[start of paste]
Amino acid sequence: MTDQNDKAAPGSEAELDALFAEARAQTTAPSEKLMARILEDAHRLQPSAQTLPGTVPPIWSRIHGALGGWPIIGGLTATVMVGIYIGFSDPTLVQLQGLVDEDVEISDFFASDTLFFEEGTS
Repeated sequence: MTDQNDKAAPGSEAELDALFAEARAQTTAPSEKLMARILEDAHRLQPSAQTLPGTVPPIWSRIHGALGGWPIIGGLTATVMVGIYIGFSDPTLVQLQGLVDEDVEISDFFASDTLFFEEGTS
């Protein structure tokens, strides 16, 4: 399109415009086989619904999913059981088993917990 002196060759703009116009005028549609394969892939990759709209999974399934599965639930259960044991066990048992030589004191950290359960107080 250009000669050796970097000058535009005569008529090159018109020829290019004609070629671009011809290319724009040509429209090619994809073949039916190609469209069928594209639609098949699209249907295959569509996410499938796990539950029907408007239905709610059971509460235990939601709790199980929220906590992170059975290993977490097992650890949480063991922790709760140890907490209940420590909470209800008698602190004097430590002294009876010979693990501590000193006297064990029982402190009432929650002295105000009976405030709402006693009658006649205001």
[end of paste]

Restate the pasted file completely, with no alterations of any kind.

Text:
Amino acid sequence: MTDQNDKAAPGSEAELDALFAEARAQTTAPSEKLMARILEDAHRLQPSAQTLPGTVPPIWSRIHGALGGWPIIGGLTATVMVGIYIGFSDPTLVQLQGLVDEDVEISDFFASDTLFFEEGTS
Repeated sequence: MTDQNDKAAPGSEAELDALFAEARAQTTAPSEKLMARILEDAHRLQPSAQTLPGTVPPIWSRIHGALGGWPIIGGLTATVMVGIYIGFSDPTLVQLQGLVDEDVEISDFFASDTLFFEEGTS
């Protein structure tokens, strides 16, 4: 399109415009086989619904999913059981088993917990 002196060759703009116009005028549609394969892939990759709209999974399934599965639930259960044991066990048992030589004191950290359960107080 250009000669050796970097000058535009005569008529090159018109020829290019004609070629671009011809290319724009040509429209090619994809073949039916190609469209069928594209639609098949699209249907295959569509996410499938796990539950029907408007239905709610059971509460235990939601709790199980929220906590992170059975290993977490097992650890949480063991922790709760140890907490209940420590909470209800008698602190004097430590002294009876010979693990501590000193006297064990029982402190009432929650002295105000009976405030709402006693009658006649205001």